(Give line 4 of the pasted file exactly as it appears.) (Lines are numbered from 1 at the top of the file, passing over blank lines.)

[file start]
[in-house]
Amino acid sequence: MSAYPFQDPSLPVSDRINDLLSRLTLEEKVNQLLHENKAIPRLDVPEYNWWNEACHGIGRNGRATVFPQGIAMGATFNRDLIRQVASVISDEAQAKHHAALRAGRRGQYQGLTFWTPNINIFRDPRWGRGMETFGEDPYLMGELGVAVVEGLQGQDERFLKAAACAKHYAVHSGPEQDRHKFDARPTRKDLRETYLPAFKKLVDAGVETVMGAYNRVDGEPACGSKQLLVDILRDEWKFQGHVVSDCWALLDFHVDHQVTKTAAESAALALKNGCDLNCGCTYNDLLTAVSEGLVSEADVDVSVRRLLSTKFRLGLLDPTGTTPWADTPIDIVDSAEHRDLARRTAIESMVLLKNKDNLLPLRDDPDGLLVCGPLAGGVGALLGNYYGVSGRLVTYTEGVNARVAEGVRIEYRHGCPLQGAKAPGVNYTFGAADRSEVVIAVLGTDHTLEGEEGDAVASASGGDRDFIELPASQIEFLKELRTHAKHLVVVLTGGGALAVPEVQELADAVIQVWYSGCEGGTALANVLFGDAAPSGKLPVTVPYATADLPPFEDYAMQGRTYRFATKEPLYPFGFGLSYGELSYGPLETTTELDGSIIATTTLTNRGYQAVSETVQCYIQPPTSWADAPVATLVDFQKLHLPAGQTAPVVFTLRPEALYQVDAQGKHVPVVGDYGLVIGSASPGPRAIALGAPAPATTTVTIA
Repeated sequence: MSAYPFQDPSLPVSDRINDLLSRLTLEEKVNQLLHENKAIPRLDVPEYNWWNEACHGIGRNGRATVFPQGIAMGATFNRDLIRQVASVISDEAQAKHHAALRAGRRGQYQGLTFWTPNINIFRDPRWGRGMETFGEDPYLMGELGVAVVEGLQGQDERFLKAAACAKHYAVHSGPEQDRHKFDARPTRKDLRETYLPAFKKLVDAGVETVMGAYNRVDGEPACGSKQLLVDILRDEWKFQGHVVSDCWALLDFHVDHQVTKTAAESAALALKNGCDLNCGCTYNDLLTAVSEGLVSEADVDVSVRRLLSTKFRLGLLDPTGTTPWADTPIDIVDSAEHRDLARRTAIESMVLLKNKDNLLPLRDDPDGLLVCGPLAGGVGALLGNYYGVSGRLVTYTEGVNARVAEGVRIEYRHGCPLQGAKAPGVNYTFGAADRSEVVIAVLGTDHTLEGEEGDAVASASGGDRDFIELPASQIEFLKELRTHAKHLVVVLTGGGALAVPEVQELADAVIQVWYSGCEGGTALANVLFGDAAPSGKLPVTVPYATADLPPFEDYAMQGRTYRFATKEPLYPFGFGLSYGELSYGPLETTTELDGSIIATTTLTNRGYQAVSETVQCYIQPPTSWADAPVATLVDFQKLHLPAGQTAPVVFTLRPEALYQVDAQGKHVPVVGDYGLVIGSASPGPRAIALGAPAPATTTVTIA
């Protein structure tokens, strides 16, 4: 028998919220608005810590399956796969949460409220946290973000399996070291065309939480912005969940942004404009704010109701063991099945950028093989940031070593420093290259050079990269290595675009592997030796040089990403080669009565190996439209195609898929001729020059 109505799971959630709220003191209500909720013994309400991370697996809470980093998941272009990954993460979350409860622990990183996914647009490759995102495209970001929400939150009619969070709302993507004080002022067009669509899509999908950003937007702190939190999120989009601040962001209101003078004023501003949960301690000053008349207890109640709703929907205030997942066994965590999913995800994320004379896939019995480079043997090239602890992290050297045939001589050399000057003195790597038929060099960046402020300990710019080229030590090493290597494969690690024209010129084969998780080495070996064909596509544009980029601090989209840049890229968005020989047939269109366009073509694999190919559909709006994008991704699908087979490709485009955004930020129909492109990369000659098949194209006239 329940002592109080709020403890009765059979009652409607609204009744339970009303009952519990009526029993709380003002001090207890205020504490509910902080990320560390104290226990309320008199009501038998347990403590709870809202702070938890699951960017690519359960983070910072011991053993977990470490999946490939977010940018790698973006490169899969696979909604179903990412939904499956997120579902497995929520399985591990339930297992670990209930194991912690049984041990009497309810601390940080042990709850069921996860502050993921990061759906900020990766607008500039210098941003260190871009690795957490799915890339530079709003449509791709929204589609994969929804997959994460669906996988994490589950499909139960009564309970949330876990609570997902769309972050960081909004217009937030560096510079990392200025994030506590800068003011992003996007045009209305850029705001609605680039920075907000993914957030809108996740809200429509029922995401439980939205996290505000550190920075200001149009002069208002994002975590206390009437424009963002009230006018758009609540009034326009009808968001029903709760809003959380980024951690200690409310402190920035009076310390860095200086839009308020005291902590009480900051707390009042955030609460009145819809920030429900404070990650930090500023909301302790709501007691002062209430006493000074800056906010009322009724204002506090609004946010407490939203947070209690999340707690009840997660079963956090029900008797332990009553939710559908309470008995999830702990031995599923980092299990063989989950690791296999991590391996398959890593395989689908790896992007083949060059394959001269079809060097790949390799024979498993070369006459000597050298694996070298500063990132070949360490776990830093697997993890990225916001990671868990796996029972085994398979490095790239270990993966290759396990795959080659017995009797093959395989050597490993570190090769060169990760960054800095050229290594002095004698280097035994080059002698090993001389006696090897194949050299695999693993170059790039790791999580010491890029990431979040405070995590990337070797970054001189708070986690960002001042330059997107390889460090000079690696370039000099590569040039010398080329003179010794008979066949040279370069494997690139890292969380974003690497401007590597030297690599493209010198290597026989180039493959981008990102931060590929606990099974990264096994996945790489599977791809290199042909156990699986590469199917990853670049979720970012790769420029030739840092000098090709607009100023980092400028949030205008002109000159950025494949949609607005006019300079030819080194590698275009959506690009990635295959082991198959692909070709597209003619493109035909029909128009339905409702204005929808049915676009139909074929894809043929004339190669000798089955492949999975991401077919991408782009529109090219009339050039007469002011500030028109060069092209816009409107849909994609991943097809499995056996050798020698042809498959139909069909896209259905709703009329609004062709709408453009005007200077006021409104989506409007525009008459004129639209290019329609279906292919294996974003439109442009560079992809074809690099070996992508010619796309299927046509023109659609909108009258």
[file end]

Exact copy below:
């Protein structure tokens, strides 16, 4: 028998919220608005810590399956796969949460409220946290973000399996070291065309939480912005969940942004404009704010109701063991099945950028093989940031070593420093290259050079990269290595675009592997030796040089990403080669009565190996439209195609898929001729020059 109505799971959630709220003191209500909720013994309400991370697996809470980093998941272009990954993460979350409860622990990183996914647009490759995102495209970001929400939150009619969070709302993507004080002022067009669509899509999908950003937007702190939190999120989009601040962001209101003078004023501003949960301690000053008349207890109640709703929907205030997942066994965590999913995800994320004379896939019995480079043997090239602890992290050297045939001589050399000057003195790597038929060099960046402020300990710019080229030590090493290597494969690690024209010129084969998780080495070996064909596509544009980029601090989209840049890229968005020989047939269109366009073509694999190919559909709006994008991704699908087979490709485009955004930020129909492109990369000659098949194209006239 329940002592109080709020403890009765059979009652409607609204009744339970009303009952519990009526029993709380003002001090207890205020504490509910902080990320560390104290226990309320008199009501038998347990403590709870809202702070938890699951960017690519359960983070910072011991053993977990470490999946490939977010940018790698973006490169899969696979909604179903990412939904499956997120579902497995929520399985591990339930297992670990209930194991912690049984041990009497309810601390940080042990709850069921996860502050993921990061759906900020990766607008500039210098941003260190871009690795957490799915890339530079709003449509791709929204589609994969929804997959994460669906996988994490589950499909139960009564309970949330876990609570997902769309972050960081909004217009937030560096510079990392200025994030506590800068003011992003996007045009209305850029705001609605680039920075907000993914957030809108996740809200429509029922995401439980939205996290505000550190920075200001149009002069208002994002975590206390009437424009963002009230006018758009609540009034326009009808968001029903709760809003959380980024951690200690409310402190920035009076310390860095200086839009308020005291902590009480900051707390009042955030609460009145819809920030429900404070990650930090500023909301302790709501007691002062209430006493000074800056906010009322009724204002506090609004946010407490939203947070209690999340707690009840997660079963956090029900008797332990009553939710559908309470008995999830702990031995599923980092299990063989989950690791296999991590391996398959890593395989689908790896992007083949060059394959001269079809060097790949390799024979498993070369006459000597050298694996070298500063990132070949360490776990830093697997993890990225916001990671868990796996029972085994398979490095790239270990993966290759396990795959080659017995009797093959395989050597490993570190090769060169990760960054800095050229290594002095004698280097035994080059002698090993001389006696090897194949050299695999693993170059790039790791999580010491890029990431979040405070995590990337070797970054001189708070986690960002001042330059997107390889460090000079690696370039000099590569040039010398080329003179010794008979066949040279370069494997690139890292969380974003690497401007590597030297690599493209010198290597026989180039493959981008990102931060590929606990099974990264096994996945790489599977791809290199042909156990699986590469199917990853670049979720970012790769420029030739840092000098090709607009100023980092400028949030205008002109000159950025494949949609607005006019300079030819080194590698275009959506690009990635295959082991198959692909070709597209003619493109035909029909128009339905409702204005929808049915676009139909074929894809043929004339190669000798089955492949999975991401077919991408782009529109090219009339050039007469002011500030028109060069092209816009409107849909994609991943097809499995056996050798020698042809498959139909069909896209259905709703009329609004062709709408453009005007200077006021409104989506409007525009008459004129639209290019329609279906292919294996974003439109442009560079992809074809690099070996992508010619796309299927046509023109659609909108009258």